The world's first live performance of Shakespeare's A Midsummer Night's Dream inside a virtual world was broadcast to the world over the internet on the 26th of April 1998. It was the pet project of Bernie Roehl and Stephen Matsuba at the University of Waterloo in Canada and they named it VRML Dream. The performers operated avatars representing the characters in the play. Often more than one person was required to operate each avatar so that the performers were more like puppeteers than actors. The audience was able to point their web browsers at the address where this landmark performance was taking place and watch the play by moving around within the action. Members of the audience didn't have avatars -- they were invisible. VR presents some very interesting possibilities for an audience. They could wander freely around the action or even ignore it completely. They could take on the viewpoint of any of the characters, or see the play from the director's "camera". There were also many preset positions around the scene that the viewer could jump to.

A meeting in Jeff's VNet world. There are 5 avatars in this picture. The glowing yellow point in front of the dog avatar is a firefly avatar being used by Sherrie. The OOBE button activates Out Of Body Experience mode. That is how I managed to take the picture with my avatar in the shot.
In mid 1998 Stephen White gave his VNet to the world. VNet is a small program which can be embedded in a web page which gives a window onto a VRML97 multi-user virtual world. Now anybody can create a virtual world in which groups of people can meet and socialize on their web page! There is a small proviso however: the person or organization owning the server from which the virtual world is served up to the Web must consent to VNet running there. Many commercial service providers will not allow this. You will have to look for small operators who are enthusiasts. My VNet world lives on a machine owned and operated by a generous net-friend of mine in California. (Now a new player in the field looks set to get around even that problem. Using VRTelecom's Holodesk, anyone will be able to host multi-user virtual worlds.)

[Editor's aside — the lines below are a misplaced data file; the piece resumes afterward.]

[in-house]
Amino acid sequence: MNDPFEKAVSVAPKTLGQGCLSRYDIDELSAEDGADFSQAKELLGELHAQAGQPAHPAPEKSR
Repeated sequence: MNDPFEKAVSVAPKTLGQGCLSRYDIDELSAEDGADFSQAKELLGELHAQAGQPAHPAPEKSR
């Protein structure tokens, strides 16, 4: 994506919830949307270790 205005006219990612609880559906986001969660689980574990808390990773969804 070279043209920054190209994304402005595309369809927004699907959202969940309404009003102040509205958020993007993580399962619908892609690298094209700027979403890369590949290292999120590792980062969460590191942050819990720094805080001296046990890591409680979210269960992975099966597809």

As soon as Stephen White released his code several people put VNet worlds up on the net. The best known and most used of these is Jeff Sonstein's Town Square. Since his world has opened there have been many special meetings held in there.

Steve Guynup has been experimenting with virtual poetry readings in Jeff's VNet world. He was able to do things there that are totally impossible in reality. To illustrate and accompany his poetry he metamorphosed his avatar at several points during the reading. He started with a title page which simply stood there for a little while before the reading began, then changed to a couple of photographic pictures, then an enormous, dizzily spinning avatar larger than the main part of the world we were in, then a little ball-like object which bounced randomly around. These meshed perfectly with the sense of his poem and enhanced it in a way which is difficult to describe.

Picture reproduced courtesy of Bruce Damer
The view from near the front of the audience at the climax of the Avatars98 Awards ceremony. The more distant avatars in this picture appear to have the standard tourist avatar here but actually had various avatars. Near top, centre, MyTwoKeys (Victoria D'Onofrio) was actually wearing her winning avatar, a rather distorted picture of which can be seen on the main screen.